Sanctity of contracts, regulations and taxation is an important issue for investors around the world, said Mark Machin, president and chief executive officer at Canada’s largest pension fund manager, Canada Pension Plan Investment Board (CPPIB). To a query from Mint about foreign investor concerns on recent developments, such as in Andhra Pradesh and more recently in Maharashtra, which have seen newly elected governments review contracts signed by their predecessors, Machin said while governments have the right to review these agreements, it only creates more risks for investors. “Generally, the sanctity of contracts is an important issue around the world. It is a challenge around the world, when you have a change of government. Obviously, governments have the right to review lots of things when they come in, whether it’s at provincial, city or at the national level, but obviously, the more changes you make, the more risk you create and the more risk we have to price in the investments," Machin said at a media roundtable in Mumbai. While the recently elected government of Y.S. Jagan Mohan Reddy in Andhra Pradesh wanted to rework power purchase agreements signed by the previous government for wind and solar power, the newly-elected Shiv-Sena led Maharashtra government has said that it will review projects worth around ₹7 trillion awarded by the previous government, which includes a refinery and petrochemicals project and the Mumbai-Ahmedabad bullet train project. “When we go into an investment, especially infrastructure investments, having the certainty of the regulatory regime, certainty of taxation and certainty of contracts over a long period of time is important," said Machin. “Our job is to figure out what the risks are and to ensure that we are being sufficiently compensated for those risks. The higher the risk, the lower the valuation that is acceptable," he added.
Ujjivan SFB’s public offer subscribed 170 times on final day
The initial public offering (IPO) of Ujjivan Small Finance Bank Ltd was subscribed as many as 170 times on the final day of the share sale, making it one of the most subscribed IPOs in the last few years in India’s primary market. As of 5 pm, the small finance bank’s (SFB) share sale was subscribed 169.98 times, according to data from the stock exchanges. The portion of the share sale reserved for institutional investors was subscribed 113.8 times, while that reserved for high net-worth individuals and retail investors was subscribed 486.14 and 49.5 times, respectively. Shareholders of the bank’s parent company— Ujjivan Financial Services Ltd— subscribed to shares worth 3.27 times the portion reserved for them. Some of the most highly-subscribed IPOs in the last couple of years include Apollo Micro Systems Ltd (248.5 times), Astron Paper & Board Mill Ltd (243.29), Capacit’e Infraprojects Ltd (183), and Central Depository Services (India) Ltd (170.15). The strong interest in the share sale of the small finance bank follows the successful IPOs of state-run Indian Railway Catering and Tourism Corp. Ltd (IRCTC) in October, which was subscribed almost 112 times, and Canadian billionaire Prem Watsa’s Fairfax-owned CSB Bank Ltd, whose IPO was subscribed 87 times. The robust response to recent public offerings underscores a pent-up demand for new paper in a primary market that has seen just a handful of IPOs this year, as compared to the last two years. The ₹750 crore IPO of Ujjivan SFB opened for subscription on 2 December. The lender had set a price band of ₹36-37 for the share sale. Out of the total issue size, Ujjivan SFB had, on 29 November, mopped up ₹303.75 crore from 18 anchor investors. Investment banks Kotak Mahindra Capital, IIFL Securities and JM Financial advised Ujjivan on the share sale.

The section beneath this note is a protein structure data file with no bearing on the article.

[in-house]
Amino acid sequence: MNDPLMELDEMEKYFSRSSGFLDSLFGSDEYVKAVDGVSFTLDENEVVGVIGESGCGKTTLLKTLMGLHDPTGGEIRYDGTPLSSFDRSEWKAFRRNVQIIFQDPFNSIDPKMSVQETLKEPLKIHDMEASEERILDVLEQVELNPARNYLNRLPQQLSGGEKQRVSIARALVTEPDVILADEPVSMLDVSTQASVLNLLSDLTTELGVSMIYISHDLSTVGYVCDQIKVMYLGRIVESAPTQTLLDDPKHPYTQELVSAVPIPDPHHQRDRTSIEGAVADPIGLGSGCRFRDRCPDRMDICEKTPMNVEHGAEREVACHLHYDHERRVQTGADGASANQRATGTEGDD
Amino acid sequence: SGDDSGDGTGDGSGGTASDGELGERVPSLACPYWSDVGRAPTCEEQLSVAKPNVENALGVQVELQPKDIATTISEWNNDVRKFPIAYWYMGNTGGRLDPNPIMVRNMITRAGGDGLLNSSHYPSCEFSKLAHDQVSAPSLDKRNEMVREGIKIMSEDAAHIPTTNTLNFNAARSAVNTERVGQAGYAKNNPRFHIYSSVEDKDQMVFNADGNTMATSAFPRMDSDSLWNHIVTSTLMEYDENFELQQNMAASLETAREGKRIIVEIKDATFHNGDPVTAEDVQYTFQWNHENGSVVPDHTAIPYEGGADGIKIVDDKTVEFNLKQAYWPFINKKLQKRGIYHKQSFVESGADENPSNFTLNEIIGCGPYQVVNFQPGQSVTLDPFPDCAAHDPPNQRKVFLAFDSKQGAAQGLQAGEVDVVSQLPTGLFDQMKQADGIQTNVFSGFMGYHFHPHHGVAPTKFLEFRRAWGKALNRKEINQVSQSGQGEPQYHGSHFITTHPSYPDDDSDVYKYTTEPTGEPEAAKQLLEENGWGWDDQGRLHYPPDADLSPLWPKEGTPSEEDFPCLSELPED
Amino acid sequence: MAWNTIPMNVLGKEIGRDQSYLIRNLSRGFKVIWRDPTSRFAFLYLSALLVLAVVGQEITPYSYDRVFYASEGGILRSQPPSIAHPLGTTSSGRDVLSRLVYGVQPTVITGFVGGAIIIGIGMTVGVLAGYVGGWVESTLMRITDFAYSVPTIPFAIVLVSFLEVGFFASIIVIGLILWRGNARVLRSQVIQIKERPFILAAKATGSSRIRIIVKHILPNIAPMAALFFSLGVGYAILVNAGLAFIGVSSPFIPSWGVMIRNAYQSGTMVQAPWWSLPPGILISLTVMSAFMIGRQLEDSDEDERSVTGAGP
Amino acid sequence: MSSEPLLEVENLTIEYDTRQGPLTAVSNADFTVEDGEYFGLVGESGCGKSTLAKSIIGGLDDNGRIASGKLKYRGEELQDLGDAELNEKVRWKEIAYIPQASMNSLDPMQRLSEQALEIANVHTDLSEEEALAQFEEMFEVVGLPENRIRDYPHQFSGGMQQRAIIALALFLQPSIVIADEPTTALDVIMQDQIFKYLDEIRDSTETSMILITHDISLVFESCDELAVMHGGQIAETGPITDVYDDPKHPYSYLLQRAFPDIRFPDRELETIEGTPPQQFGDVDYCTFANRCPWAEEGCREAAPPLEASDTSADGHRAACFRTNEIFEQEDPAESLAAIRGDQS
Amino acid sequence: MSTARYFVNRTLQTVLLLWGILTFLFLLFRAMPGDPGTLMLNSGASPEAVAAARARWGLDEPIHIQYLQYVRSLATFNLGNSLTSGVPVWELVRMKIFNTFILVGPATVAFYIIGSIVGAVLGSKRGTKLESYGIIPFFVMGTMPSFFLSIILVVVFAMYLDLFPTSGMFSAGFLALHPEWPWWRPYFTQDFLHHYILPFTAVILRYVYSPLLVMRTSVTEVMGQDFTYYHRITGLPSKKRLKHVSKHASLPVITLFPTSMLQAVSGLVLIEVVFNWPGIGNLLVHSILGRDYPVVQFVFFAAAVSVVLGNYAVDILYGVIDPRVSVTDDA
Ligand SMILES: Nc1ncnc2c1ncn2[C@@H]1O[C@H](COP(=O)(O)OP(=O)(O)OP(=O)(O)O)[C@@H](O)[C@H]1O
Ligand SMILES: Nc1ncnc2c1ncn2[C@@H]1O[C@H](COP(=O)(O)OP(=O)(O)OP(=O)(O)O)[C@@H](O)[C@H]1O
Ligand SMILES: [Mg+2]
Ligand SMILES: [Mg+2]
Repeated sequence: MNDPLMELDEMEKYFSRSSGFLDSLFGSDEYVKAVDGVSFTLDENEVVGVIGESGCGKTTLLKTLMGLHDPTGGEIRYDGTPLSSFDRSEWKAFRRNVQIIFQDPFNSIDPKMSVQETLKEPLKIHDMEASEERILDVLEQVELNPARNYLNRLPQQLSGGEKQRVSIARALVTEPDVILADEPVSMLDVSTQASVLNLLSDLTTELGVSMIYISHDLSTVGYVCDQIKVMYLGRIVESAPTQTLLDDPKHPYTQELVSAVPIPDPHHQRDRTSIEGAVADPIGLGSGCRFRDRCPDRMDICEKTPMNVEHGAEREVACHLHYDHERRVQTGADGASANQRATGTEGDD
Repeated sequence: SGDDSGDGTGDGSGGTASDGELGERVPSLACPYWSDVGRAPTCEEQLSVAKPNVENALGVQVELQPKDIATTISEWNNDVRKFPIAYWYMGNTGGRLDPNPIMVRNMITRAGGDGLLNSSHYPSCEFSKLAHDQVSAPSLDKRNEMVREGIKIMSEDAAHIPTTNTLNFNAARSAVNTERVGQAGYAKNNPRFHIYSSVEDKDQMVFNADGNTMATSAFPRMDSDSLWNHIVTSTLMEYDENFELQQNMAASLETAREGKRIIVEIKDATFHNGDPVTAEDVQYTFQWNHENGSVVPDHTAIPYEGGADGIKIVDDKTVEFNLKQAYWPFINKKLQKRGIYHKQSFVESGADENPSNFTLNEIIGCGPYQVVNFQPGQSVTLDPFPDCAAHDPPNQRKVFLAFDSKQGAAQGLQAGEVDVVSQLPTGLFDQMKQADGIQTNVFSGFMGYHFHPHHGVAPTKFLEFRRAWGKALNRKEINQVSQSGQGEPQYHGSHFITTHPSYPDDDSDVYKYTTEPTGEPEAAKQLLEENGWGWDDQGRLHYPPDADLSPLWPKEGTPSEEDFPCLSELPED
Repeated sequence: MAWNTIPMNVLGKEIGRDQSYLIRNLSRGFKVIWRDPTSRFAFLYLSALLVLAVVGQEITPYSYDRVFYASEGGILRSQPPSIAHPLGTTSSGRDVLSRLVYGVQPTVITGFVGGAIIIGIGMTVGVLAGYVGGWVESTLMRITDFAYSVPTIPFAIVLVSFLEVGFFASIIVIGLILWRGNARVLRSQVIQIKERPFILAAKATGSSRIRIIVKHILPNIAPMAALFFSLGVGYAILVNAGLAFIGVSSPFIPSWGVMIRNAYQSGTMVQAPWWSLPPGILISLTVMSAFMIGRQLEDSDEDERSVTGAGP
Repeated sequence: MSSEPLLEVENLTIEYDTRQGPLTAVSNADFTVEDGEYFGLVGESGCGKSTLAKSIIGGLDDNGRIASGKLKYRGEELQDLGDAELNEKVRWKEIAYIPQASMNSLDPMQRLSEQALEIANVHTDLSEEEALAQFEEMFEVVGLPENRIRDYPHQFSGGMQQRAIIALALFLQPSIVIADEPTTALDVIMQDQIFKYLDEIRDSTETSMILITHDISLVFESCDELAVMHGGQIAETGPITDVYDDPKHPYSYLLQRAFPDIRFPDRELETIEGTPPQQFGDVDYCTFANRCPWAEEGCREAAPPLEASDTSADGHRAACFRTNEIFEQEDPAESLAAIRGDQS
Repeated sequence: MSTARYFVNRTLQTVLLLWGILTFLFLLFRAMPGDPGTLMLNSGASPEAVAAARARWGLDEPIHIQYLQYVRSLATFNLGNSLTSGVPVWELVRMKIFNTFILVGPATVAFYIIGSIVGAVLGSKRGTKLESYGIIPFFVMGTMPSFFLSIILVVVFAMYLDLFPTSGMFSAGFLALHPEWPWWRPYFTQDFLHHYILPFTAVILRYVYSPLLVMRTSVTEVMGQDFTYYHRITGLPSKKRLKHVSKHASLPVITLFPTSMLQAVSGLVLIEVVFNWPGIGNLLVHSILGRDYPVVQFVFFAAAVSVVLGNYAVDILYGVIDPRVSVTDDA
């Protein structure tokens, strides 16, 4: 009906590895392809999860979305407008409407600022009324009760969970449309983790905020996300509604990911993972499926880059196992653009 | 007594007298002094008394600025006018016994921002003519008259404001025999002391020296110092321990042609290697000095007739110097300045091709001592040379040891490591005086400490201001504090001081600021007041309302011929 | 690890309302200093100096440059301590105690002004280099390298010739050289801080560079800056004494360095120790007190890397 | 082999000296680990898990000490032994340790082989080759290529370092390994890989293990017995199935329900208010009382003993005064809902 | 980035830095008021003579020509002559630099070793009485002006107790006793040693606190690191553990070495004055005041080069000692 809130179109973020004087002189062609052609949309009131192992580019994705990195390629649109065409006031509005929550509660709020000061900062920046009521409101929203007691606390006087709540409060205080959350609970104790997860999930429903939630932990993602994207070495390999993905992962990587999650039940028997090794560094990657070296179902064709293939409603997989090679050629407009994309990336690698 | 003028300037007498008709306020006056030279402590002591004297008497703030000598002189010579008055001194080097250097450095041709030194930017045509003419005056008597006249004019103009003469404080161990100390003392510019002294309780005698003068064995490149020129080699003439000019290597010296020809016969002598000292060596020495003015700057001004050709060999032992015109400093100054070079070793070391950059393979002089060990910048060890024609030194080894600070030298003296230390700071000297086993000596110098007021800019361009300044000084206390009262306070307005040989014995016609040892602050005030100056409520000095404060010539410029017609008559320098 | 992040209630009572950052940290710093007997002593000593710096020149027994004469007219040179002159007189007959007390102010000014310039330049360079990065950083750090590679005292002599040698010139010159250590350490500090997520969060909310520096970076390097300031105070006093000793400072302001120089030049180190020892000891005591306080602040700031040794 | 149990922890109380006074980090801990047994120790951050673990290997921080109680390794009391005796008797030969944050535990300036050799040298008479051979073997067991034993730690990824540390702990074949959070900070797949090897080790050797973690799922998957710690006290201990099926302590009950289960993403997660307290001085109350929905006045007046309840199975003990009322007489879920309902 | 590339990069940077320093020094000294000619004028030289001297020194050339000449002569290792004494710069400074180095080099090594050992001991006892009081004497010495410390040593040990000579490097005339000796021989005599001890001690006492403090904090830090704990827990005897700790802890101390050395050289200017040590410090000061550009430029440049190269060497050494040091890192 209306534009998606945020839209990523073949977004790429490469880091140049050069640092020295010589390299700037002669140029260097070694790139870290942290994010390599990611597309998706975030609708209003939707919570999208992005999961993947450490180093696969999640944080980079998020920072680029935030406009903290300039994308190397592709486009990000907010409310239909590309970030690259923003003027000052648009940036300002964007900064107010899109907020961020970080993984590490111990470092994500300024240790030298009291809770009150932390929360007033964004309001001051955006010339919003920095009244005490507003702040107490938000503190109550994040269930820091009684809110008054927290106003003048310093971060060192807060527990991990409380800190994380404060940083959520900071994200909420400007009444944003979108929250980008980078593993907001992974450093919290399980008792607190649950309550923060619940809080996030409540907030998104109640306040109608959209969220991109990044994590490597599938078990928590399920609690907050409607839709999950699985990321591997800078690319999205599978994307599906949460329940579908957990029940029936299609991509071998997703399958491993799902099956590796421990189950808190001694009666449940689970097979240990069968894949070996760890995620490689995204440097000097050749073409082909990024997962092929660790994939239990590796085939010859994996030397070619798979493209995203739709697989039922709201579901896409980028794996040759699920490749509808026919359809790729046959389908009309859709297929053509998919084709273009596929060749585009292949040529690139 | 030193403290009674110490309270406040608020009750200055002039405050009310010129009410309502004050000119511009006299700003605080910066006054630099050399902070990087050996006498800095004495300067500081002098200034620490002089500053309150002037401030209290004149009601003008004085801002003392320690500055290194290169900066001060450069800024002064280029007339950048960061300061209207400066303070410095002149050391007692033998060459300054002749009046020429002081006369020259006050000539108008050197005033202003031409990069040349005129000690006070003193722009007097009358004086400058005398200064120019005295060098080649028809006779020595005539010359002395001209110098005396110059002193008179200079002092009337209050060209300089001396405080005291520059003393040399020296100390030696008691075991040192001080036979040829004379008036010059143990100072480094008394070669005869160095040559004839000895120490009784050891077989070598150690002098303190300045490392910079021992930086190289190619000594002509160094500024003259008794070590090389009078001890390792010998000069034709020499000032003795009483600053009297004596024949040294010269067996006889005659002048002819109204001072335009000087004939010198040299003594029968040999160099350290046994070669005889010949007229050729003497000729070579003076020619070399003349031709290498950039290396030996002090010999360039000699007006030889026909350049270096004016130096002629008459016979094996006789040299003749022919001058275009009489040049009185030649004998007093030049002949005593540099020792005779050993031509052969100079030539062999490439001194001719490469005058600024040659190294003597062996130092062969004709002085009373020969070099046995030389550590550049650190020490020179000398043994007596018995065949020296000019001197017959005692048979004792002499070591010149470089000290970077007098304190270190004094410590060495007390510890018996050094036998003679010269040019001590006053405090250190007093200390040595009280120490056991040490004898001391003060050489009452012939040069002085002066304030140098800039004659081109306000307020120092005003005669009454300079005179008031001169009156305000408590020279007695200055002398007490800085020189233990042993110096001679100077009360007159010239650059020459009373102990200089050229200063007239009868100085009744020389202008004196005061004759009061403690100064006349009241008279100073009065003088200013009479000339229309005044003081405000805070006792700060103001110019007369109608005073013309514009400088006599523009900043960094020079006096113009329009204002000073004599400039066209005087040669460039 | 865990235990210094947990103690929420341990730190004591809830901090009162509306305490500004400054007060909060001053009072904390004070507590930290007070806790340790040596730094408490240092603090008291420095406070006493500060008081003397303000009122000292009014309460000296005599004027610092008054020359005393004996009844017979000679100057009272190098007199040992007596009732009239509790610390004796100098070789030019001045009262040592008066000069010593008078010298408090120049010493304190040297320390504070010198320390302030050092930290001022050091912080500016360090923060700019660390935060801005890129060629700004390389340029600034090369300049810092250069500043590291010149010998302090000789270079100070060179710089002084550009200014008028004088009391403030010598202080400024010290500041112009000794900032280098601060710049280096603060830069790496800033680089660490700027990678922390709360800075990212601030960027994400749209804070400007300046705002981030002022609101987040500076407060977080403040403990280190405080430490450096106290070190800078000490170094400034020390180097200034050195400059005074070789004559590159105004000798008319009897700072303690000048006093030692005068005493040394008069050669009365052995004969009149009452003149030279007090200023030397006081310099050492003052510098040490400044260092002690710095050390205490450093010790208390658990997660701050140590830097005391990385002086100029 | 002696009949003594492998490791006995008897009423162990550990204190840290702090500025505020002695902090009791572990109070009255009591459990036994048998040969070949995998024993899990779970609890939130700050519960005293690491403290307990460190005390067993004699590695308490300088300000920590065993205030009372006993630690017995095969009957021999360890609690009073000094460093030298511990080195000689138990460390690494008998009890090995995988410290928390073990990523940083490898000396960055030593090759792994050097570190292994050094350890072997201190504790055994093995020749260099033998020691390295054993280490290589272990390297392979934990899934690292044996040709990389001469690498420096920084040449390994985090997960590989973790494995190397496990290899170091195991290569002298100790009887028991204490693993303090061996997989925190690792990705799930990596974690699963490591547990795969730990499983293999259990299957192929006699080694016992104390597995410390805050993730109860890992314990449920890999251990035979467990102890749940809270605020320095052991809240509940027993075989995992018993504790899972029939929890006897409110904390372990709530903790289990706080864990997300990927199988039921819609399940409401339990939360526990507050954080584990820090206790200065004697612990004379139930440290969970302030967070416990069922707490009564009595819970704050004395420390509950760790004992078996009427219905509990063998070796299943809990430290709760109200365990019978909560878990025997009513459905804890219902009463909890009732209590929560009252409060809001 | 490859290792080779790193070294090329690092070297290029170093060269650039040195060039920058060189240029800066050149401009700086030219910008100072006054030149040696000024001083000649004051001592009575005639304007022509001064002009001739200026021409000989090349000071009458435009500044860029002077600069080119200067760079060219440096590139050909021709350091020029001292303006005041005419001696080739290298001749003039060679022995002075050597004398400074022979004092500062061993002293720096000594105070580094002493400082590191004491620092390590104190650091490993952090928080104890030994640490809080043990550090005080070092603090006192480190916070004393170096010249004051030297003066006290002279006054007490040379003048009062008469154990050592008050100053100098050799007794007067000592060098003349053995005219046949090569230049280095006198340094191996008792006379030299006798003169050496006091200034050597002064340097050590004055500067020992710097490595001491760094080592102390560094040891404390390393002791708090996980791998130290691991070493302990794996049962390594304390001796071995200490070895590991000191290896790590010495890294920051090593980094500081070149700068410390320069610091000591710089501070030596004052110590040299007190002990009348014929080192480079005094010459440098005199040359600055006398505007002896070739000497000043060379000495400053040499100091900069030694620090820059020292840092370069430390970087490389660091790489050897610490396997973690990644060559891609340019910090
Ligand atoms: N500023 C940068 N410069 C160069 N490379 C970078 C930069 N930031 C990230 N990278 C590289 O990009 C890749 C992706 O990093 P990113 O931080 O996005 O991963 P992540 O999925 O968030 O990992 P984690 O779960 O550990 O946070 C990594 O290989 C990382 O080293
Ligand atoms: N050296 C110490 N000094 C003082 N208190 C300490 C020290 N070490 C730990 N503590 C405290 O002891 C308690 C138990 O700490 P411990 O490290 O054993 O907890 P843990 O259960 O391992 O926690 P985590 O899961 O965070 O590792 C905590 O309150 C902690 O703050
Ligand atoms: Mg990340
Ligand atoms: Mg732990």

PE firm General Atlantic looks to add Badshah Masala to its India menu
New York-headquartered private equity firm General Atlantic is in talks to acquire iconic Mumbai-based spice maker Badshah Masala, through its investee company Capital Foods, the owner of the popular "Chings Secret" brand of instant noodles and sauces, Moneycontrol reported citing sources with knowledge of the matter. The deal is in an advanced stage of negotiations and the signing of agreements and an official announcement is likely this month. The Badshah Masala brand is owned by Jhaveri Industries and the promoters, the Jhaveri family, are looking to sell a controlling stake of 76 percent in the company to Capital Foods. The plan is for Hemant Jhaveri to make a complete exit by selling his entire 55 percent stake in the company. His cousin brother Kailash Jhaveri holds the remaining 45 percent stake and is set to make a partial exit by selling 21 percent stake. Badshah Masala is one of the oldest spice brands in the country and has a massive network of points of sales. General Atlantic wants Capital Foods to expand aggressively into newer, additional segments of food ingredients. Moneycontrol could not independently verify the value of the proposed transaction. Jhaveri Industries had revenues of around ₹350-400 crores for FY19, as per reports. It sells 48 varieties of blended spices and ground spices ranging from red chilli powder to curry masala and has a manufacturing unit at Umbergaon, Gujarat. Exports to countries like USA, United Arab Emirates, Tanzania and Singapore account for a third of the firm's sales.